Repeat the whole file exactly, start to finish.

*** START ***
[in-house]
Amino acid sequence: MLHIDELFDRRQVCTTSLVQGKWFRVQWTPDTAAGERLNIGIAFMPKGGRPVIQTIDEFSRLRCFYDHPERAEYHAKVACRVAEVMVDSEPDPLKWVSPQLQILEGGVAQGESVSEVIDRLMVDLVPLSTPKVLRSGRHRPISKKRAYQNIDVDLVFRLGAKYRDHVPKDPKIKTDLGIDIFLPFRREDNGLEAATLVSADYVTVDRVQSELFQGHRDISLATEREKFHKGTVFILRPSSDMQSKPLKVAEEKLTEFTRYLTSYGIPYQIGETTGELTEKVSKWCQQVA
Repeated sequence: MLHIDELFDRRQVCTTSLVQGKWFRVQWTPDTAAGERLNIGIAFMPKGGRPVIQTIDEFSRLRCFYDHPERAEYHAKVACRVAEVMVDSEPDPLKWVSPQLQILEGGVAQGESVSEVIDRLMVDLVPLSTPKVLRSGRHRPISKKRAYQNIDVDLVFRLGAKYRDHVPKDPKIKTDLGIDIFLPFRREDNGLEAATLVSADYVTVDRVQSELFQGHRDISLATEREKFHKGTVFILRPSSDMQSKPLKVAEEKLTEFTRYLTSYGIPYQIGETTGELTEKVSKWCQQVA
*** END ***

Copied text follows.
[in-house]
Amino acid sequence: MLHIDELFDRRQVCTTSLVQGKWFRVQWTPDTAAGERLNIGIAFMPKGGRPVIQTIDEFSRLRCFYDHPERAEYHAKVACRVAEVMVDSEPDPLKWVSPQLQILEGGVAQGESVSEVIDRLMVDLVPLSTPKVLRSGRHRPISKKRAYQNIDVDLVFRLGAKYRDHVPKDPKIKTDLGIDIFLPFRREDNGLEAATLVSADYVTVDRVQSELFQGHRDISLATEREKFHKGTVFILRPSSDMQSKPLKVAEEKLTEFTRYLTSYGIPYQIGETTGELTEKVSKWCQQVA
Repeated sequence: MLHIDELFDRRQVCTTSLVQGKWFRVQWTPDTAAGERLNIGIAFMPKGGRPVIQTIDEFSRLRCFYDHPERAEYHAKVACRVAEVMVDSEPDPLKWVSPQLQILEGGVAQGESVSEVIDRLMVDLVPLSTPKVLRSGRHRPISKKRAYQNIDVDLVFRLGAKYRDHVPKDPKIKTDLGIDIFLPFRREDNGLEAATLVSADYVTVDRVQSELFQGHRDISLATEREKFHKGTVFILRPSSDMQSKPLKVAEEKLTEFTRYLTSYGIPYQIGETTGELTEKVSKWCQQVA